Such an attitude towards the Law became more pronounced during the post-exilic years. The Davidic dynasty had ended. The Temple was destroyed. The holy city razed to the ground. As you can imagine, religious practices also had to change in a radical way. As a narrative, Judaism shifted from a focus on royal leaders to the solidarity of a community struggling for identity. In terms of piety, Judaism shifted from a cultic religion based on sacrifices in the Temple to a life-based religion based on daily practices. The center of authority was no longer built on a holy city or building, but on the holiness of the written word. These shifts channeled religious fervor towards knowing the Law and living it out literally. Such an obsession with the Law resulted in the rise of the Pharisees. They were the leaders from the common people who were respected for their skilled interpretation of the Law.
It was at this juncture that Jesus entered the scene. Like the Pharisees, Jesus was called a Rabbi, meaning that he was recognized as a teacher of the Law. On one hand he was serious about every single law when he said: Matthew 5: 17 “Do not think that I have come to abolish the Law or the Prophets; I have not come to abolish them but to fulfill them. 18 For truly I tell you, until heaven and earth disappear, not the smallest letter, not the least stroke of a pen, will by any means disappear from the Law until everything is accomplished. 19 Therefore anyone who sets aside one of the least of these commands and teaches others accordingly will be called least in the kingdom of heaven, but whoever practices and teaches these commands will be called great in the kingdom of heaven.
On the other hand, unlike some (not all) Pharisees who tried to obey the Law in a legalistic and exhaustive way, Jesus fulfilled the Law in a holistic manner. Ironically, the way to be serious about every single law was to summarize them into the two greatest laws. Matthew 22: 37 Jesus replied: “‘Love the Lord your God with all your heart and with all your soul and with all your mind.’ 38 This is the first and greatest commandment. 39 And the second is like it: ‘Love your neighbor as yourself.’ 40 All the Law and the Prophets hang on these two commandments.”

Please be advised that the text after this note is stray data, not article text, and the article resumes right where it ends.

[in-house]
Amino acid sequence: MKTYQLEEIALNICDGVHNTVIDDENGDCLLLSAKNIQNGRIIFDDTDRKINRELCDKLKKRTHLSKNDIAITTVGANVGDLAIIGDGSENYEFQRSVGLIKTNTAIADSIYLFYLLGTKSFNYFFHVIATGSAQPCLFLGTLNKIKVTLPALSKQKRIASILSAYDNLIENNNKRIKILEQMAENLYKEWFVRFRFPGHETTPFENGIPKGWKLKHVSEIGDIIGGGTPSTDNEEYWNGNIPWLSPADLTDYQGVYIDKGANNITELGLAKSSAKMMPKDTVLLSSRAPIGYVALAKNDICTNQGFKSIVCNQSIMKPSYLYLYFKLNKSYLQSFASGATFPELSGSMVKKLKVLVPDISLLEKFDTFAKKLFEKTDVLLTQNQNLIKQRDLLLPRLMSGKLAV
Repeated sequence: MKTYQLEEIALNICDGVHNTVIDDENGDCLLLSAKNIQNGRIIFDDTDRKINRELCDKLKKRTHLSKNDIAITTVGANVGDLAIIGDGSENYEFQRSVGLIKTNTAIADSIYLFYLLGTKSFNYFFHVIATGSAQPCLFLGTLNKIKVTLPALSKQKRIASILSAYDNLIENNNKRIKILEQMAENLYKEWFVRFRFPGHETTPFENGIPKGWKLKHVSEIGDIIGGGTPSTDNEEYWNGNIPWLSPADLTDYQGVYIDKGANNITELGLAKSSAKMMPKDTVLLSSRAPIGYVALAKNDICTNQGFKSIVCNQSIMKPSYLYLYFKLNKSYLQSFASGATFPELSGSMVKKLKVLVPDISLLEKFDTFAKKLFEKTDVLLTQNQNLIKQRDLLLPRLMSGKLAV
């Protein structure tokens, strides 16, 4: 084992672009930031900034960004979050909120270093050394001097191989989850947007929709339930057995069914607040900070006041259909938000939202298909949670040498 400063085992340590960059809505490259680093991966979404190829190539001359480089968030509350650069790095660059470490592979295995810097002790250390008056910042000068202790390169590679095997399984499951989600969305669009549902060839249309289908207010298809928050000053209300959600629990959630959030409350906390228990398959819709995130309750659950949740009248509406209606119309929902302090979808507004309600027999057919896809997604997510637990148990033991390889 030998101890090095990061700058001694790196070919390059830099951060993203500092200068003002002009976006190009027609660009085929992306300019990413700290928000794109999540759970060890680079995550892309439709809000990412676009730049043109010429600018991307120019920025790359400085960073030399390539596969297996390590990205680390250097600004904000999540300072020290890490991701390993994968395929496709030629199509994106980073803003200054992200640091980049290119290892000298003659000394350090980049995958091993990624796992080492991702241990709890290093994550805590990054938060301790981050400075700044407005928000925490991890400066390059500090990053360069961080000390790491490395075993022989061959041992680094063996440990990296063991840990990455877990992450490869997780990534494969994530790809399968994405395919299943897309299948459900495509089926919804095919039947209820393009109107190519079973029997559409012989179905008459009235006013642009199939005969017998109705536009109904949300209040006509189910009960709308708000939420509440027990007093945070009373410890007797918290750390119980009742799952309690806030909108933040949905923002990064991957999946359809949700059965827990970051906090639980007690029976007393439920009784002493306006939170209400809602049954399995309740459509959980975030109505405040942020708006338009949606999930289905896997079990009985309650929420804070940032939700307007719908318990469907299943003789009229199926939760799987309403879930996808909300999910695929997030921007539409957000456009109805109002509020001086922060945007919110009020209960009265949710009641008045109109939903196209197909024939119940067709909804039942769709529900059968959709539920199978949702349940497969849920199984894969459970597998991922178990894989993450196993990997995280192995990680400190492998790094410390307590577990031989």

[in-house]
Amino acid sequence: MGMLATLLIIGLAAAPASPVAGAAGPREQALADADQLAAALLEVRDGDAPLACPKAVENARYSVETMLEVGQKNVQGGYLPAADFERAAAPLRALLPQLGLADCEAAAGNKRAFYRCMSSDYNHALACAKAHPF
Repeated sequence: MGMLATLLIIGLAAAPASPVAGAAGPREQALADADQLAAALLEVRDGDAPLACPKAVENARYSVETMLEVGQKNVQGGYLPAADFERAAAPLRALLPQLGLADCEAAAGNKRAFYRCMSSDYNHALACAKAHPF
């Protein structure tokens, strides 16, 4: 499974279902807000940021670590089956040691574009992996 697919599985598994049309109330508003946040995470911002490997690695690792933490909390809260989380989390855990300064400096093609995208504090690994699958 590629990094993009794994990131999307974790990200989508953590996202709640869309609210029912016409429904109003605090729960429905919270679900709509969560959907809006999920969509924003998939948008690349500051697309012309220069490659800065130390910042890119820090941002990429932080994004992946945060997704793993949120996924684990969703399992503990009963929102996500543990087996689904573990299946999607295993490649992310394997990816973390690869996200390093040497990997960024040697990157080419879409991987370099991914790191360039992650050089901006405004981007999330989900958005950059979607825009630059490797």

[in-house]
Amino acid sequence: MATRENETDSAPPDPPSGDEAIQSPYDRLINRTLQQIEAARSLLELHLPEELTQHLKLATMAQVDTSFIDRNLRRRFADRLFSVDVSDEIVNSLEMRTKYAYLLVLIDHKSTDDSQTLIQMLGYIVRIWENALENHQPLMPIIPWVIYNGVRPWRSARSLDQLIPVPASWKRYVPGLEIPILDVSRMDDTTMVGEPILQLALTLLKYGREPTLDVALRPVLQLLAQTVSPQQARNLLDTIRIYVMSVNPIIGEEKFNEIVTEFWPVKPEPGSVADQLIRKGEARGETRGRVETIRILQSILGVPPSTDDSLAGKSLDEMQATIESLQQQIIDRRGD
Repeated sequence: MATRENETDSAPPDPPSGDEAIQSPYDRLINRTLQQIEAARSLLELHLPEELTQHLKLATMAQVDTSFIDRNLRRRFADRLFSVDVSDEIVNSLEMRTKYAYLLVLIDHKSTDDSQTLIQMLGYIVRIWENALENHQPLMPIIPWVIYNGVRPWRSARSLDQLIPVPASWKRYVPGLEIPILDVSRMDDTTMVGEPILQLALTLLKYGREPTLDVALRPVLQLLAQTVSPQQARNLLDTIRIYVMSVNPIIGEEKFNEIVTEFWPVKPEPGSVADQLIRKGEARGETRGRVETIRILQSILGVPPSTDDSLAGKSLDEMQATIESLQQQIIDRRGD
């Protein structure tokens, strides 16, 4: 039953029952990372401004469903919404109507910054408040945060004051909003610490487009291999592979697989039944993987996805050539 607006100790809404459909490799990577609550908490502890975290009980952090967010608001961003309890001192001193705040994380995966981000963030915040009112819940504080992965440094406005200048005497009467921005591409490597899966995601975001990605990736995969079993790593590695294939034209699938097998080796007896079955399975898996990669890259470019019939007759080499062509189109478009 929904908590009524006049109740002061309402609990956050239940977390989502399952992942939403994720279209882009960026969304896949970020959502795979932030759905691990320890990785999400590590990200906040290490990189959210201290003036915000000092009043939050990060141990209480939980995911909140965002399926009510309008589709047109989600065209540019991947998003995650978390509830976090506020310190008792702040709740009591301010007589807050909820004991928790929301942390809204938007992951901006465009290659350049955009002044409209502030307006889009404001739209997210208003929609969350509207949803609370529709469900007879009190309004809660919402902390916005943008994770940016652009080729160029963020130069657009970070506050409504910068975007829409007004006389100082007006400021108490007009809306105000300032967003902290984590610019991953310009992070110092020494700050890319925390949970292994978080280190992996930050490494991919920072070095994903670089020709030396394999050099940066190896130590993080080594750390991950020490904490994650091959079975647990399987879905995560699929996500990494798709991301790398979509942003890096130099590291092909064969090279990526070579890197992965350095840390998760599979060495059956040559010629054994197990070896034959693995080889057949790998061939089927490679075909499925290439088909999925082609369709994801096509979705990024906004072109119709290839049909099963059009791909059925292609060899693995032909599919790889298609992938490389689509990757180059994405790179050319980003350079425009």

How Jesus interpreted the Law is of tremendous implications for us. Although there were other religious teachers who also summarized the Law in this way (see Luke 10:25-27), Jesus gave it his definitive ruling on the matter by instating a new covenant with his followers with his blood. This is a new covenant where the Law would be fulfilled in our hearts. This is a fulfillment of the prophecy of Jeremiah.
Jeremiah 31: 31 “The days are coming,” declares the LORD,“when I will make a new covenant with the people of Israel and with the people of Judah. 33 “This is the covenant I will make with the people of Israel after that time,” declares the LORD. “I will put my law in their minds and write it on their hearts. I will be their God, and they will be my people.